Europe’s Rarest Orchid, Lost For 173 Years, Rediscovered On 'Lost World' Volcano In The Azores

By Ajit Jha on December 10, 2013 1:15 PM EST

Hochstetter's Butterfly-orchid
The Hochstetter's Butterfly-orchid is an incredible rare orchid that was recently rediscovered on an island off of Brazil (Photo: Richard Bateman)

An orchid recently discovered on an island off of Brazil turned out to be Europe's rarest orchid, according to a new study published in the peer reviewed open access journal Peer J.

The researchers were studying butterfly orchids in the Azorean island of Sao Jorge, off the Atlantic coast of Brazil, when they recognized that one of the orchids there were investigating was actually the "Hochstetter's Butterfly-orchid" — reportedly Europe's rarest orchid species, currently threatened in its mountain-top retreat requiring urgent conservation. 

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The research team was led by independent botanist Prof. Richard Bateman, while Dr. Mónica Moura (University of the Azores) and plant morphologist Dr. Paula Rudall (of the Royal Botanic Gardens Kew) assisted the research efforts. The research team originally viewed the butterfly orchids as a simple, tractable system ideal for studying the origin of species, which led them to exploration of all nine Azorean islands.  

Strangely, research shows that the island butterfly-orchids first came to Azores all the way from the Mediterranean, and not from North America as one might expect. These ancestrally large flowers were rapidly undergoing miniaturization. Using DNA sequencing, morphology and the identities of mycorrhizal fungi associated with the roots of the orchids, it was discovered that the butterfly-orchid (Platanthera pollostantha) is distinct from the rarer Narrowlipped Butterfly-orchid (P. micrantha). Yet, this simple study was rather futile when Dr. Moura found an unusual population of butterfly orchids in remote dwarfed laurisilva forests along the highest volcanic ridge on the central island of São Jorge.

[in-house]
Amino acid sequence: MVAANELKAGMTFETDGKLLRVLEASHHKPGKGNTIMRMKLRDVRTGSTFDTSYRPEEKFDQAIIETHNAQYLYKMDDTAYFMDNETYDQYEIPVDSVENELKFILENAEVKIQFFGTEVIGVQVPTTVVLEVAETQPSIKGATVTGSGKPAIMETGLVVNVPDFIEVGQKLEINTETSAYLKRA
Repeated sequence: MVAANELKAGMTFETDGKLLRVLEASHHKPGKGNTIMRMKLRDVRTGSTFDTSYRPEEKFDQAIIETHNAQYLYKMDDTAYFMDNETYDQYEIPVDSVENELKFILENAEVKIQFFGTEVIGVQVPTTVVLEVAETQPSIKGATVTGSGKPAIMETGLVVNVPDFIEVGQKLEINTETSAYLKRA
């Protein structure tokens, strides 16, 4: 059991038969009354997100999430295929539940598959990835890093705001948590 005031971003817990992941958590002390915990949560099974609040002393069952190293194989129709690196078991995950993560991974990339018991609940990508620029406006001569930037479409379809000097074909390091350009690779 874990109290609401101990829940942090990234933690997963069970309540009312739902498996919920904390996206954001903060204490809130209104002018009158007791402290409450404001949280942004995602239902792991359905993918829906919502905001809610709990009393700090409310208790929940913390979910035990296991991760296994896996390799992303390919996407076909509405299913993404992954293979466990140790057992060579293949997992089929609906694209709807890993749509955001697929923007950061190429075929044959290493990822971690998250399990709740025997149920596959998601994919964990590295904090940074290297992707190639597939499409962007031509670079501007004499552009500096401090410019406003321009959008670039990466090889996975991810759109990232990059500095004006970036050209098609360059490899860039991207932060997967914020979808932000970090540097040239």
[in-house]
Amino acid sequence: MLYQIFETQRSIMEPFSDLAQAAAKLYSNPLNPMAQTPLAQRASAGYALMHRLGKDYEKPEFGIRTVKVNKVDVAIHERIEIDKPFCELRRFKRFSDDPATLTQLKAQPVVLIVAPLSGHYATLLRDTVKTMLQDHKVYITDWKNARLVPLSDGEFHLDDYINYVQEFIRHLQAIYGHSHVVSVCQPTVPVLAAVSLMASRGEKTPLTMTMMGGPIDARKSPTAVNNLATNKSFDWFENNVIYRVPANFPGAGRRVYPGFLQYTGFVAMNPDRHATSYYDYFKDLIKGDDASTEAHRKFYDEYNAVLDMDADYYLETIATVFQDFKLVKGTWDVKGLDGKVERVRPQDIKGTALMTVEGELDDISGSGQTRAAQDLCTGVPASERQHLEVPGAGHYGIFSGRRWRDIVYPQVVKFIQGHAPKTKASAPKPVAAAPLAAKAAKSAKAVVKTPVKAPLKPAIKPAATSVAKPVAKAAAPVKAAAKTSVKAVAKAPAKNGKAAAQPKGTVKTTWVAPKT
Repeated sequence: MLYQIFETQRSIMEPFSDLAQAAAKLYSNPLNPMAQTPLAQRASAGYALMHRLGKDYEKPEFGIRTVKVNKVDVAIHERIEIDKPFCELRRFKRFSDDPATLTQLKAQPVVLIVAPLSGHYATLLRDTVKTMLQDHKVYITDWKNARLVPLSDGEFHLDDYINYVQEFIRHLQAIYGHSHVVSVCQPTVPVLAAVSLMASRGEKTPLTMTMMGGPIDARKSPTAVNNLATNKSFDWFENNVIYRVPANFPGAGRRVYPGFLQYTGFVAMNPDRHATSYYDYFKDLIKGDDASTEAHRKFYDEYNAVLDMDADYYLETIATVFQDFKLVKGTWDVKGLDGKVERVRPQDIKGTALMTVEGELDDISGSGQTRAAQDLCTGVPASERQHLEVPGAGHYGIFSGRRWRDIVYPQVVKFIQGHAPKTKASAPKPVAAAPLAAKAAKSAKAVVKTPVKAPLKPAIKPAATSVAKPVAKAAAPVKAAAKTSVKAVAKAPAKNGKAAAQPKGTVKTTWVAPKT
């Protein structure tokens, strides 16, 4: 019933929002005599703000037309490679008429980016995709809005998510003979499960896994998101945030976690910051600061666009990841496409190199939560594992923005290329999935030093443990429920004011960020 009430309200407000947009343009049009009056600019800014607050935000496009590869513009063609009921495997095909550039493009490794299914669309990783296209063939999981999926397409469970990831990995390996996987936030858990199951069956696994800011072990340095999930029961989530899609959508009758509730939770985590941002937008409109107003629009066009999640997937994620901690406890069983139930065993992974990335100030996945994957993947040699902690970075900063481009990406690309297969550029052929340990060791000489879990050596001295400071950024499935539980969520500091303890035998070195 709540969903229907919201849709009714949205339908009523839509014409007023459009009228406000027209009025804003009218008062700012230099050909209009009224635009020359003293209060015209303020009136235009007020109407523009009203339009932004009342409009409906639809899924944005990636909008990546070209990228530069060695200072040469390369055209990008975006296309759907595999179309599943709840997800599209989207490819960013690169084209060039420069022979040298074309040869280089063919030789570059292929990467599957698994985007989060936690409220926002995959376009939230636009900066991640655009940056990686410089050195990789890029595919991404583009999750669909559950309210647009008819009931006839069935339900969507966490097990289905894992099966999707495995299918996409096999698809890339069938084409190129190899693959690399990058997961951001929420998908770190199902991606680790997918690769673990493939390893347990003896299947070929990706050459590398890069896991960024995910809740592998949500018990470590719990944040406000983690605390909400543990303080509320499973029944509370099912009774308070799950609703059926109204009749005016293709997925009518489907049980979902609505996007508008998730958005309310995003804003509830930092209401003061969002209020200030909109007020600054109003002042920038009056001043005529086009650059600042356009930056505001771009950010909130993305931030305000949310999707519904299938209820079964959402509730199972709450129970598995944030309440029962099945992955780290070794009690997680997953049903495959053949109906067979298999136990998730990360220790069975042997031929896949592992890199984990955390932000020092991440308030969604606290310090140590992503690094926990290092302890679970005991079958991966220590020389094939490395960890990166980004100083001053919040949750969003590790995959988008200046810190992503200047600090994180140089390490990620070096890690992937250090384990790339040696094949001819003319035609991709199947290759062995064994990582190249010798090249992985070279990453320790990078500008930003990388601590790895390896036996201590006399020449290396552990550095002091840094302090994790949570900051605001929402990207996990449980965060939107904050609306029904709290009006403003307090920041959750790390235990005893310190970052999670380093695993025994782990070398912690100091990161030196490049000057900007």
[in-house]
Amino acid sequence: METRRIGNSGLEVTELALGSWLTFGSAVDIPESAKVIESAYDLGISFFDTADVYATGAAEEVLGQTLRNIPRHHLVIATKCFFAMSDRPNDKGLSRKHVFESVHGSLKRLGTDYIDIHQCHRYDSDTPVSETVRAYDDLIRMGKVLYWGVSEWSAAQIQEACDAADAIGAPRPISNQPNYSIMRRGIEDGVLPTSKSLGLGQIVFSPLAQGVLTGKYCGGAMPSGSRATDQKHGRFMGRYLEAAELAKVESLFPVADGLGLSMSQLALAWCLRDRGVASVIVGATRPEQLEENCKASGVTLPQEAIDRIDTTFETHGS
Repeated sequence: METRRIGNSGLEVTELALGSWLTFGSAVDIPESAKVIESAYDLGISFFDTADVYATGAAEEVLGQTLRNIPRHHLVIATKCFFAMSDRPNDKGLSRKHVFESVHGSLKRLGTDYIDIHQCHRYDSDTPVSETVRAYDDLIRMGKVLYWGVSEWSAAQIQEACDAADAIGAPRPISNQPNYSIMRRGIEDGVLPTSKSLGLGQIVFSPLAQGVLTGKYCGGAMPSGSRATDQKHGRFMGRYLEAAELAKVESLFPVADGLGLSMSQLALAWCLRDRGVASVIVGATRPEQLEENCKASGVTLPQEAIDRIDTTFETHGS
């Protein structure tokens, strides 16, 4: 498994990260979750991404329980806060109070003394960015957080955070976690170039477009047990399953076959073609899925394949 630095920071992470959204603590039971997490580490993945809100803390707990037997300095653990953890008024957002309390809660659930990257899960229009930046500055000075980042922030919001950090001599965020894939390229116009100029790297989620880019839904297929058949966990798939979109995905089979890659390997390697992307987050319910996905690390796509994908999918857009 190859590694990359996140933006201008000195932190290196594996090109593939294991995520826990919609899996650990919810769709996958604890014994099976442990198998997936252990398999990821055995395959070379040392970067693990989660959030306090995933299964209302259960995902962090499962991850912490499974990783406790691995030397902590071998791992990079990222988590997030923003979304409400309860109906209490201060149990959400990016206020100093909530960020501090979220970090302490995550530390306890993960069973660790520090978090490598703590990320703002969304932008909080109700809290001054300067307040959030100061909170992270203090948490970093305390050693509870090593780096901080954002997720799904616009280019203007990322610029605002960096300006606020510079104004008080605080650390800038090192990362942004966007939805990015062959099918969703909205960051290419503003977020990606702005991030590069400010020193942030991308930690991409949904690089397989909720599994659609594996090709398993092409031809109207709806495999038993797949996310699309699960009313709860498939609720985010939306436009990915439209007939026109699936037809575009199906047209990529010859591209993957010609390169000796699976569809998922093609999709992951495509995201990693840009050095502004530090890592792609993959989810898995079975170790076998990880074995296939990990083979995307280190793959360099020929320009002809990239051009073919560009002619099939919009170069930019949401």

"I immediately recognized the flowers as being exceptionally large for an Azorean butterfly-orchid," said Moura. Images were sent to Richard Bateman immediately for confirmation of their originality. Subsequently, several lab based analytical techniques pointed to the discovery of new species. The species was named Platanthera azorica in the PeerJ paper. It was also found that the species originated relatively recently.

In a botany journal published in 1844, this new orchid was illustrated but never correctly identified as a new species, Bateman realized later. Despite its publication, this species continued to be confused with other Azorean species. German botanist Karl Hochstetter collected this specimen in 1838, during his tour of the six of the nine Azorean islands. The sample was later deposited in the herbarium at Tübingen. Hochstetter never returned to São Jorge where this species was most recently rediscovered.   

The research team is now worried about conservation protection for this exceptionally rare orchid. "This remarkable species languished unrecognized for 173 years," Bateman said. "It's rediscovery and recognition beautifully illustrate the value of integrating field-based and laboratory-based approaches to generate a modern monograph. This methodology both demonstrates that the species is genuine and allows us to make informed recommendations for its future conservation."

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